That Trump voters are experiencing broken promises is really no surprise. Hierarchical dehumanizing systems are constructed with human carnage at their very foundation. The human ego has an unparalleled elasticity that enables us to construct, and indeed escape to, alternative realities where we find ourselves superior and our concerns central. So long as we are compelled with belief, we will march in lock step off the cliff. Indeed, we are now doing so.
Lest we miss the hook, I would suggest that we look much closer to home. As a woman who actively resists the white patriarchal capitalist machine, I was surprised to discover that I’d raised a son who didn’t. Equally I have been surprised to discover how patriarchy functions, post divorce, in my extended family of origin. I type these words and would love to rant, but the real concern is not the persistence of patriarchy but rather the surprise of the one who claims to resist.
Despite my commitment to the politics, despite my work in the institution of church, and dogged work on theological language and imagery, the bottom line is that I lived in, fed on, and profited from an institution built by the white patriarchal capitalist system. I was in it. My children were washed in the waters not only of the mythic blood of Jesus but the brick and mortar church, and all that comes with it. While I talked about the waters of Mary’s womb and the land flowing with milk and honey, I also knew how to soften challenge with a smile, how to defer in speech and posture, how to survive and (yes) prosper in the patriarchy. No doubt my children learned from both the explicit and implicit messages, and too the duplicity.
I survived. Quite well, in fact. Until I dared to believe that I deserved something different, something more, something apart from the patriarchy. As I stepped away and claimed my truth, an absolutely predictable unraveling began. Likewise predictable was my surprise.
Because we always think that somehow we are special. That the crushing weight of the machine will give us a pass. That our years of allegiance and toil have given us particular grace. That we are, whatever definition we give to the “we” and the “us”, included and privileged in a system of patronage. That we are, well, individuals.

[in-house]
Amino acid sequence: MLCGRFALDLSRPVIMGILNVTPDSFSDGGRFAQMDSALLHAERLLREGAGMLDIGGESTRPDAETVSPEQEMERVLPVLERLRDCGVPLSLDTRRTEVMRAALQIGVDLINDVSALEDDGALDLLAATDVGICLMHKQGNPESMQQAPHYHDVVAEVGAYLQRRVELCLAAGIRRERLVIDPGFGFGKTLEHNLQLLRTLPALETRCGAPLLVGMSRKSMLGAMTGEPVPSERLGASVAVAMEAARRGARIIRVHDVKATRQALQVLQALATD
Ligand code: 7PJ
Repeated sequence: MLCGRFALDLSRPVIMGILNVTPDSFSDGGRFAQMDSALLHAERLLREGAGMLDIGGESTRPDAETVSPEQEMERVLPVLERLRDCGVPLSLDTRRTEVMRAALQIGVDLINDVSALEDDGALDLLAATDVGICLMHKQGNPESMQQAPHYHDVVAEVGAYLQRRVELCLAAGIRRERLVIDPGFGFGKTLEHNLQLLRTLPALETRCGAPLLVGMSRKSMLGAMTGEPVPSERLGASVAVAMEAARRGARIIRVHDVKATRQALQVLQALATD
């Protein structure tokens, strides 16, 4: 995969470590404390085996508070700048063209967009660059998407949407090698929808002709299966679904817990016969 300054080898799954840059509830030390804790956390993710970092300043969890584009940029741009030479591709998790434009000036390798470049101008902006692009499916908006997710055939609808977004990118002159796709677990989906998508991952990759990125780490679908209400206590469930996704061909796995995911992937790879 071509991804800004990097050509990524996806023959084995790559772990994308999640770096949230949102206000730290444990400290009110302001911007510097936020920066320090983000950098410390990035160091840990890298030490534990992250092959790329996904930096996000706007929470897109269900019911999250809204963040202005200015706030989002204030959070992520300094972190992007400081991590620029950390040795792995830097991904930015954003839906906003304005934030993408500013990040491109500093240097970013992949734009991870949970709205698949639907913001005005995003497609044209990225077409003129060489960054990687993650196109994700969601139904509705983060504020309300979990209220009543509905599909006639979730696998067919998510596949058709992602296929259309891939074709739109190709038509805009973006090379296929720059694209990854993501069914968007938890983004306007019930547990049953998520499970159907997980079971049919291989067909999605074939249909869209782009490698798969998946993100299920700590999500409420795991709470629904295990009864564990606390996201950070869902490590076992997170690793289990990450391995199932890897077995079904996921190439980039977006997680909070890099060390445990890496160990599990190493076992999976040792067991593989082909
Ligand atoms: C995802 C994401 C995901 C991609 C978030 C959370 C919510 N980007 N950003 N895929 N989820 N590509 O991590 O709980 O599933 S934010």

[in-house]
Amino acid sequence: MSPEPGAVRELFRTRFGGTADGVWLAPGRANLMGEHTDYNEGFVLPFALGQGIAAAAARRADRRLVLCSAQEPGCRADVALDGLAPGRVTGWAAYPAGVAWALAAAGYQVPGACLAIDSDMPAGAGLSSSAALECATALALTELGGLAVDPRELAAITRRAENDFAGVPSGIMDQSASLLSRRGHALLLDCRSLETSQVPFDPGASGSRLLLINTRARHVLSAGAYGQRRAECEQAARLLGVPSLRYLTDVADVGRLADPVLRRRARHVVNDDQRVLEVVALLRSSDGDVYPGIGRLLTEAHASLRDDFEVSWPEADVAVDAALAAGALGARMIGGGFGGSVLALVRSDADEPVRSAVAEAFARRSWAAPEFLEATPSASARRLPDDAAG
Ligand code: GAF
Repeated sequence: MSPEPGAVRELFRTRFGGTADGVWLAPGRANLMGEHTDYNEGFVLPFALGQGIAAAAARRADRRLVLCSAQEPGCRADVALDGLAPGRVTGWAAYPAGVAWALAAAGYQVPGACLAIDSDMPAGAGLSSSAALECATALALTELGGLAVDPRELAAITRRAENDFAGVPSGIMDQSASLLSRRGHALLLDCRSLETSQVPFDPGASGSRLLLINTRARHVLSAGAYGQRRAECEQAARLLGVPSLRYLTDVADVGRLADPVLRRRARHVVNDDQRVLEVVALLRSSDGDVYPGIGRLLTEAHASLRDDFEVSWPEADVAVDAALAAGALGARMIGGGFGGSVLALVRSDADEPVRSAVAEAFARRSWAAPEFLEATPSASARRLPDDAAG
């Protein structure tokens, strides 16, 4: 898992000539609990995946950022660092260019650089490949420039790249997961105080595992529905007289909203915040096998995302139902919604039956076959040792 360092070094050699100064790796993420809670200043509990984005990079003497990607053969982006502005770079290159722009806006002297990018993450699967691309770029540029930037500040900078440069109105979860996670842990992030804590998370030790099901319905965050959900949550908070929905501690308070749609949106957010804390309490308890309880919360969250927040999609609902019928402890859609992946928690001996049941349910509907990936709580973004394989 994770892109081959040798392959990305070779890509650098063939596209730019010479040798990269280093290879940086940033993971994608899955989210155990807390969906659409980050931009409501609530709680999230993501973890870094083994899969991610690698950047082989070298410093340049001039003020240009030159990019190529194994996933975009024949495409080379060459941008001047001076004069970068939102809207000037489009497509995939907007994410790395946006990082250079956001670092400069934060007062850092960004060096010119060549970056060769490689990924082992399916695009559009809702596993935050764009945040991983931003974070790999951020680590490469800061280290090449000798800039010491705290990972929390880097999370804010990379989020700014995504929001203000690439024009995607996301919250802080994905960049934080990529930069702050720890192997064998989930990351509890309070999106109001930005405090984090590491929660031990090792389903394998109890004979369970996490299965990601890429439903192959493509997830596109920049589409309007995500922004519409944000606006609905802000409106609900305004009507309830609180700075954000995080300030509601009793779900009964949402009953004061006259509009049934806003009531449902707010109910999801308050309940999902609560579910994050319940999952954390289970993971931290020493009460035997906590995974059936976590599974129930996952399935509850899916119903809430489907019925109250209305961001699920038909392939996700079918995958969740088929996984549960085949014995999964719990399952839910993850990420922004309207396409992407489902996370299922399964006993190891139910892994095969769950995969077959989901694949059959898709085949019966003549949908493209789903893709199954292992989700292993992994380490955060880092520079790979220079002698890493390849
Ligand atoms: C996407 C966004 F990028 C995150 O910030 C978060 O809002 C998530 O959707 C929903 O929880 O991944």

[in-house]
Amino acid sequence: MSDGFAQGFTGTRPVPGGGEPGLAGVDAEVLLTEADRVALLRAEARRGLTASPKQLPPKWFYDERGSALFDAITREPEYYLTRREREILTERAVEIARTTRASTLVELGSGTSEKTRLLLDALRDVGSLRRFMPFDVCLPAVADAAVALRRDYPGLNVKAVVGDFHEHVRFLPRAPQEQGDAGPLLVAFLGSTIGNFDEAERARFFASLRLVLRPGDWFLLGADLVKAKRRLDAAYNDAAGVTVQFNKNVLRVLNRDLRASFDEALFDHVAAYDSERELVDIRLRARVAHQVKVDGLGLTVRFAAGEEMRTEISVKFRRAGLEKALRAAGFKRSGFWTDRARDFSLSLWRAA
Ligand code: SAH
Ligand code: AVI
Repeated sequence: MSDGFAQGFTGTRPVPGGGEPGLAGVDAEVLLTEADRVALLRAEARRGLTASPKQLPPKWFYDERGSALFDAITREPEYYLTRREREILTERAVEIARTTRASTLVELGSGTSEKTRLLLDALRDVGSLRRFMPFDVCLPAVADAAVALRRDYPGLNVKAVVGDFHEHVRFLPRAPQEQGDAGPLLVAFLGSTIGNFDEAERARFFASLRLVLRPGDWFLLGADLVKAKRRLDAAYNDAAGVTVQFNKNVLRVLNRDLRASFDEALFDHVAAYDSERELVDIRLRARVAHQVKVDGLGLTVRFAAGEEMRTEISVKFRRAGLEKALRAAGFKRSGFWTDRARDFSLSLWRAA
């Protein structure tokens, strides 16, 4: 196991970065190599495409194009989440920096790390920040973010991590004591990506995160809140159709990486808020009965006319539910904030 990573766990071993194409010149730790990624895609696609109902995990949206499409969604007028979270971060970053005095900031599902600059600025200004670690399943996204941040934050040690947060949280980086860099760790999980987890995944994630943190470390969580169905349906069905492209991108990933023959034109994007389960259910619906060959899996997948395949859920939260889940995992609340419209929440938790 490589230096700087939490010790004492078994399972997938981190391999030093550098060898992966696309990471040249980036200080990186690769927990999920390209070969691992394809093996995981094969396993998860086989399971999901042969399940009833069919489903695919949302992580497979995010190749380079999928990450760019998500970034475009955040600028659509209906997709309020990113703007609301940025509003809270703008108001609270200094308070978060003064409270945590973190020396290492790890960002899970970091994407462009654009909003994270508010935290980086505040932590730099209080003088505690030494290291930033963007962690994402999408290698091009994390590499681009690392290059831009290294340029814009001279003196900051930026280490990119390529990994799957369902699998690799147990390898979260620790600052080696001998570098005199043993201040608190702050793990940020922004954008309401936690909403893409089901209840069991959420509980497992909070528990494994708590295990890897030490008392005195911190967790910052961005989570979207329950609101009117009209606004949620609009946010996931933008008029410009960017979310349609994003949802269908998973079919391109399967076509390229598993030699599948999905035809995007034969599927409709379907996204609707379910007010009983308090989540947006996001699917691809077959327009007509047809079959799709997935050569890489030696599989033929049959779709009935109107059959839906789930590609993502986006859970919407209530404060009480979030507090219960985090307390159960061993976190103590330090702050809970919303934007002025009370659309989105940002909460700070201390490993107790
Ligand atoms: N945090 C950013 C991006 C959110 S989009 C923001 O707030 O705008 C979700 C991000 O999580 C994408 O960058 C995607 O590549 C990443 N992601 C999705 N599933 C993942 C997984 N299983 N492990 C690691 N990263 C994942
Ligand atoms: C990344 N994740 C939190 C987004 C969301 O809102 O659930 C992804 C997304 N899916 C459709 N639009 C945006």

Particularly toxic in the American mythology is the promise of individualism. This promise is the hook to our ego that will make a poor white coal miner in Kentucky vote for Donald Trump, believing that rage focused on the other will provide blessing to us, that we (whomever the we are) are somehow different, special, deserving. This hook is what makes a starry eyed young mom believe that she can raise a son in the cesspool of patriarchy and not have him grow up and look down; that her teaching, her love, her sacrifice (and no) will transcend. This misguided notion of singular superiority, this ego, is what drives us to drink and shop and sex and watch our minds into oblivion because truly the ego can never be sated.
Salvation isn’t in the ego. It will never have enough.
And our surprise is indicative only of our misplaced trust.
Wherein lies our hope? Perhaps the unlikely promise accredited to Jesus that even the blade of grass has value; not in isolation, not as an individual, but as an integral part of the whole. So too the feather on the bird, the grain of sand, the ant, and me. Neither greater nor lesser, but one amongst many. At one with, atonement. Radically inclusive not as we bring them to our table, but as we step away from the table and sit amongst creation feeling the ground beneath our feet and rediscovering ourselves in the eyes of our neighbor.
Sometimes when I am in a sacred circle of queer folk, I catch a glimpse of who I was before I was a white woman in America.
Once upon a time I was a 20-something seminary graduate working with men who were homeless in Phoenix. Senior Bush was president and Senator Kennedy was still preening as an advocate for the downtrodden. I was driving to work and Kennedy was on the radio talking about the importance of a minimum wage that was sustainable and the concession that the wage would apply only to employees after a predetermined training period. I was livid and began yelling at the radio.
The dates have changed but the conversation is the same.
At the time, I knew how grotesque and misleading the conversation. I knew that those MOST vulnerable were those working day labor, those who slept in flop houses and (yep) shelters. Day laborers are “new hires” every single day with no chance of ever getting anything above the most minimum of the minimum wage. In other words, the words were simply that: words. Empty, meaningless, help absolutely no one who was hungry and homeless words. With a new theology degree, a belief that I had some “call” from a higher power, and eyes on the street, I commenced to spend nearly a quarter century preaching about justice.
Fast forward: nothing improved in this nation. In fact we are going backwards at a clip that is simply mind numbing and utterly terrifying. The already frayed and failing safety nets, fundamental to survival in an laissez faire capitalist society, are now simply being removed. This week the current president unveiled his budget plan which cuts after school programs (and meals) for children and Meals on Wheels for seniors. Like, really?
So I spend my early morning penning an article connecting a local shooting with its root cause (hunger) and find myself on FB in a war of words with a privileged white man defending the shooting because he works at a really great food pantry in the area. Um, yeah. His thesis is that because there is at least one bountiful food pantry, no one has an excuse to be hungry. As if hunger ever demanded an excuse. As if standing in line for a charitable handout is ever a positive experience. As if the bag of discarded groceries is ever the same quality and choice as the bag one would choose.